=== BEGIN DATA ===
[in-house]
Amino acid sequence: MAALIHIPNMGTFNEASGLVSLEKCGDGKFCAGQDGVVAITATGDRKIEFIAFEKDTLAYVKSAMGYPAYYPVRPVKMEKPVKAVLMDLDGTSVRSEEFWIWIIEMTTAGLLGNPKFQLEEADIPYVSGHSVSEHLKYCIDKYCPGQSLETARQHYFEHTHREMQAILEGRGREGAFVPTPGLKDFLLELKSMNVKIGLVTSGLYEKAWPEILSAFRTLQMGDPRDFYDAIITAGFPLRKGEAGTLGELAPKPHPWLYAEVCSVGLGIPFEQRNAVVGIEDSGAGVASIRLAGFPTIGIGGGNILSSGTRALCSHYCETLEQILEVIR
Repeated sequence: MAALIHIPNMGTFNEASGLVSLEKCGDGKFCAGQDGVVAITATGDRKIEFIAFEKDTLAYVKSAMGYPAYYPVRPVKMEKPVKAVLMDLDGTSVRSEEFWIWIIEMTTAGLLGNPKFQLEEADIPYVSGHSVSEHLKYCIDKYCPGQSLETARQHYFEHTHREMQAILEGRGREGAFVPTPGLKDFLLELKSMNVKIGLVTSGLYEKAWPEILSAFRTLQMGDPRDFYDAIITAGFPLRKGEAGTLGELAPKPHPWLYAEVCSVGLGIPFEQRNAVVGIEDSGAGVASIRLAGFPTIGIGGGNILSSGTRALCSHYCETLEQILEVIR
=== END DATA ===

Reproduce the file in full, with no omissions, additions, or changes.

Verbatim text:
[in-house]
Amino acid sequence: MAALIHIPNMGTFNEASGLVSLEKCGDGKFCAGQDGVVAITATGDRKIEFIAFEKDTLAYVKSAMGYPAYYPVRPVKMEKPVKAVLMDLDGTSVRSEEFWIWIIEMTTAGLLGNPKFQLEEADIPYVSGHSVSEHLKYCIDKYCPGQSLETARQHYFEHTHREMQAILEGRGREGAFVPTPGLKDFLLELKSMNVKIGLVTSGLYEKAWPEILSAFRTLQMGDPRDFYDAIITAGFPLRKGEAGTLGELAPKPHPWLYAEVCSVGLGIPFEQRNAVVGIEDSGAGVASIRLAGFPTIGIGGGNILSSGTRALCSHYCETLEQILEVIR
Repeated sequence: MAALIHIPNMGTFNEASGLVSLEKCGDGKFCAGQDGVVAITATGDRKIEFIAFEKDTLAYVKSAMGYPAYYPVRPVKMEKPVKAVLMDLDGTSVRSEEFWIWIIEMTTAGLLGNPKFQLEEADIPYVSGHSVSEHLKYCIDKYCPGQSLETARQHYFEHTHREMQAILEGRGREGAFVPTPGLKDFLLELKSMNVKIGLVTSGLYEKAWPEILSAFRTLQMGDPRDFYDAIITAGFPLRKGEAGTLGELAPKPHPWLYAEVCSVGLGIPFEQRNAVVGIEDSGAGVASIRLAGFPTIGIGGGNILSSGTRALCSHYCETLEQILEVIR